John Wiley & Sons, Ltd.

Application of diffusive gradients in thin films and core centrifugation methods to determine inorganic mercury and monomethylmercury profiles in sediment pore water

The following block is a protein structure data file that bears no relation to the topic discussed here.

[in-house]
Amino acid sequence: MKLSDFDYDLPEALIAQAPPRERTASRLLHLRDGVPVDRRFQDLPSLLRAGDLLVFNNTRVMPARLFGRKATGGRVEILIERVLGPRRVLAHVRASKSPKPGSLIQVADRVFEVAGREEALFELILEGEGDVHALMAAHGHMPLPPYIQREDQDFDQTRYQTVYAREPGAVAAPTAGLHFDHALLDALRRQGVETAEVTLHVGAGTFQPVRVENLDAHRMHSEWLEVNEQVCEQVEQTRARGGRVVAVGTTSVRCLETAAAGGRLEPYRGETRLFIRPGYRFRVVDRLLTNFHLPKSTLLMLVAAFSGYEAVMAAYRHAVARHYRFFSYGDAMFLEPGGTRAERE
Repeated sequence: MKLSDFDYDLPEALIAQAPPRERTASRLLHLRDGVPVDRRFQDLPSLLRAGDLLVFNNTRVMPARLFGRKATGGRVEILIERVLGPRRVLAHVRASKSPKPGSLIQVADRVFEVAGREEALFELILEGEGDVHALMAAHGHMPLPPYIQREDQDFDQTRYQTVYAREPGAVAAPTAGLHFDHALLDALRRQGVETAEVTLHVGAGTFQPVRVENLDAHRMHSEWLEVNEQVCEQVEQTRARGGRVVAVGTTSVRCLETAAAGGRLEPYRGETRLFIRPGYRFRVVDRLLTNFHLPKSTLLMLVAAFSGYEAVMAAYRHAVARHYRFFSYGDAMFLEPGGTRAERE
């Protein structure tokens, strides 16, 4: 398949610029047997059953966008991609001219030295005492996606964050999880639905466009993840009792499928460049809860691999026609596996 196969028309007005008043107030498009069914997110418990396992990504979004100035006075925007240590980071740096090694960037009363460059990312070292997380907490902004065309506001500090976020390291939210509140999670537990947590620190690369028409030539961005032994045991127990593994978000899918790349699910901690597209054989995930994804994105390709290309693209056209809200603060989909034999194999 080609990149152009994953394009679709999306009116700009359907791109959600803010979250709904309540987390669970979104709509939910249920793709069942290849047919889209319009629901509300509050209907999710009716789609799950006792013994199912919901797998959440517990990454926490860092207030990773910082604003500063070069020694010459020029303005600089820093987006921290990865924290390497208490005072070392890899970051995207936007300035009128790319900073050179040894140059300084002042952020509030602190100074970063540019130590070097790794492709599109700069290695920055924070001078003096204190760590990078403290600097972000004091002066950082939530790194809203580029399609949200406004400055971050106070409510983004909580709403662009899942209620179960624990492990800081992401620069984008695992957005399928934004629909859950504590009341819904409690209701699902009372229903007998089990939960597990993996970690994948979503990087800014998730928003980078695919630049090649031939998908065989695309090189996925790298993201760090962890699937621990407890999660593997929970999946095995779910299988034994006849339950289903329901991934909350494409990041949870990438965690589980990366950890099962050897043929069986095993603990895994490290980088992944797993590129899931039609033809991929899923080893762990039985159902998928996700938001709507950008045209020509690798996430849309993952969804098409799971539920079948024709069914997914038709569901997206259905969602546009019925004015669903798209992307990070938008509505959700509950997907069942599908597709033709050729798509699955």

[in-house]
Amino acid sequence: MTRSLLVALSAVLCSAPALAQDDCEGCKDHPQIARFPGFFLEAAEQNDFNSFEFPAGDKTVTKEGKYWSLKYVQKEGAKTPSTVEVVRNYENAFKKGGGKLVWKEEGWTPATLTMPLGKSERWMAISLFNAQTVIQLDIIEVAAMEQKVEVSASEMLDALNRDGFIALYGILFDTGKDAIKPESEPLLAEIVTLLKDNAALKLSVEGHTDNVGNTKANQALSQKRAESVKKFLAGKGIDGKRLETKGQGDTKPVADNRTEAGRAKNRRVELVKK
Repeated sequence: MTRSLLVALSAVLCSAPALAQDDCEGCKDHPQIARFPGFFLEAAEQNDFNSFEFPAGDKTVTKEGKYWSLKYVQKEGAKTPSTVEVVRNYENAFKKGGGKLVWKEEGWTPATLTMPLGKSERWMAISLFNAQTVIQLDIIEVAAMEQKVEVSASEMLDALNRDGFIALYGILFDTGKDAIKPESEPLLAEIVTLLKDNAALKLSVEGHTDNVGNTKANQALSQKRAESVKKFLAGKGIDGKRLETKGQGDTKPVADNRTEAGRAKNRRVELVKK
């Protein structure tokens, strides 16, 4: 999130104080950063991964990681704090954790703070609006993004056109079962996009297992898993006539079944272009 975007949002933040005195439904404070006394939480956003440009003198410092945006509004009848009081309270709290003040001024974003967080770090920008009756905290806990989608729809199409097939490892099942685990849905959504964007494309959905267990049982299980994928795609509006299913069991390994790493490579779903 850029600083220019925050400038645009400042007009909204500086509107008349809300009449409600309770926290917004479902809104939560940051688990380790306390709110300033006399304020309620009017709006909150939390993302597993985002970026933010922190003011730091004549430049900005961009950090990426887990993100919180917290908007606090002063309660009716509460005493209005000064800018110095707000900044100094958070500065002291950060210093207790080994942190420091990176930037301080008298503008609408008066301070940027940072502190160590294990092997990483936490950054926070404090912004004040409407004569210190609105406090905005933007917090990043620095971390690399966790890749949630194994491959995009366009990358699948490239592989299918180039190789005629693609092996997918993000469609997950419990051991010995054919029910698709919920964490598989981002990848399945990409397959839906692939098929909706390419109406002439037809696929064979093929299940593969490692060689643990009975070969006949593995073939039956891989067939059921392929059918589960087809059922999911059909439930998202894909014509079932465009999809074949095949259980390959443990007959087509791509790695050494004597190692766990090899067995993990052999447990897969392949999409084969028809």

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A diffusive gradient in thin films (DGT) is an in situ sampling technique for the quantitative analysis of contaminant concentrations that is based on the diffusion and adsorption of contaminants onto resin gels. In the current study, a DGT technique was applied to measure total mercury (Hg) and monomethylmercury (MMHg) concentrations in lake and coastal sediment pore waters and to compare them with those from ex situ sediment centrifugation. To calculate the total Hg and MMHg concentrations in pore water using the DGT method, the diffusion coefficients of Hg species in a diffusive gel medium was first determined, and then total Hg and MMHg depth profiles were measured using the experimentally determined diffusion coefficients. The use of the diffusion coefficients for artificial lake and estuarine waters containing inorganic salts, rather than those for lake and estuarine waters containing Suwannee River humic acid (∼5 mg C L−1), in the DGT method demonstrated similar Hg and MMHg profiles to those using the centrifugation method. Based on the need for fine vertical resolution and high metal concentrations to be collected, DGT is suggested to be a reliable method for determining Hg(II) and MMHg depth profiles in sediment pore water. This article is protected by copyright. All rights reserved

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